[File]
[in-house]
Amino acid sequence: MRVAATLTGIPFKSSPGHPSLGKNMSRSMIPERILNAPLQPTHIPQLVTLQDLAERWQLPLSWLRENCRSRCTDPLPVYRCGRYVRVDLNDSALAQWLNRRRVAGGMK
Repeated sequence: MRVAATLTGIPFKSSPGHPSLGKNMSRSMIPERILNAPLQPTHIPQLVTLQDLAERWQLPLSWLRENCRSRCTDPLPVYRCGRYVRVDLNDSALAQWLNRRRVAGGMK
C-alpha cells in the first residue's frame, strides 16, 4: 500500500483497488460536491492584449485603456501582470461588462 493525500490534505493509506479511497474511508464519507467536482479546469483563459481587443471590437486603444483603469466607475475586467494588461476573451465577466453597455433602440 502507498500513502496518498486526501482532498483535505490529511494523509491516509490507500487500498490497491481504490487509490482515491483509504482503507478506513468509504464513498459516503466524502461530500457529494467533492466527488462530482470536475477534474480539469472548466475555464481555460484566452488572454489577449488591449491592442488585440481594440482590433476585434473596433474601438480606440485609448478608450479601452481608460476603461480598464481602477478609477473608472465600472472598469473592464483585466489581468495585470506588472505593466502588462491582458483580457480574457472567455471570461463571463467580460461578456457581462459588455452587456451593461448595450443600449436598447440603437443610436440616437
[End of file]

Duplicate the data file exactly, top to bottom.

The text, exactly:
[in-house]
Amino acid sequence: MRVAATLTGIPFKSSPGHPSLGKNMSRSMIPERILNAPLQPTHIPQLVTLQDLAERWQLPLSWLRENCRSRCTDPLPVYRCGRYVRVDLNDSALAQWLNRRRVAGGMK
Repeated sequence: MRVAATLTGIPFKSSPGHPSLGKNMSRSMIPERILNAPLQPTHIPQLVTLQDLAERWQLPLSWLRENCRSRCTDPLPVYRCGRYVRVDLNDSALAQWLNRRRVAGGMK
C-alpha cells in the first residue's frame, strides 16, 4: 500500500483497488460536491492584449485603456501582470461588462 493525500490534505493509506479511497474511508464519507467536482479546469483563459481587443471590437486603444483603469466607475475586467494588461476573451465577466453597455433602440 502507498500513502496518498486526501482532498483535505490529511494523509491516509490507500487500498490497491481504490487509490482515491483509504482503507478506513468509504464513498459516503466524502461530500457529494467533492466527488462530482470536475477534474480539469472548466475555464481555460484566452488572454489577449488591449491592442488585440481594440482590433476585434473596433474601438480606440485609448478608450479601452481608460476603461480598464481602477478609477473608472465600472472598469473592464483585466489581468495585470506588472505593466502588462491582458483580457480574457472567455471570461463571463467580460461578456457581462459588455452587456451593461448595450443600449436598447440603437443610436440616437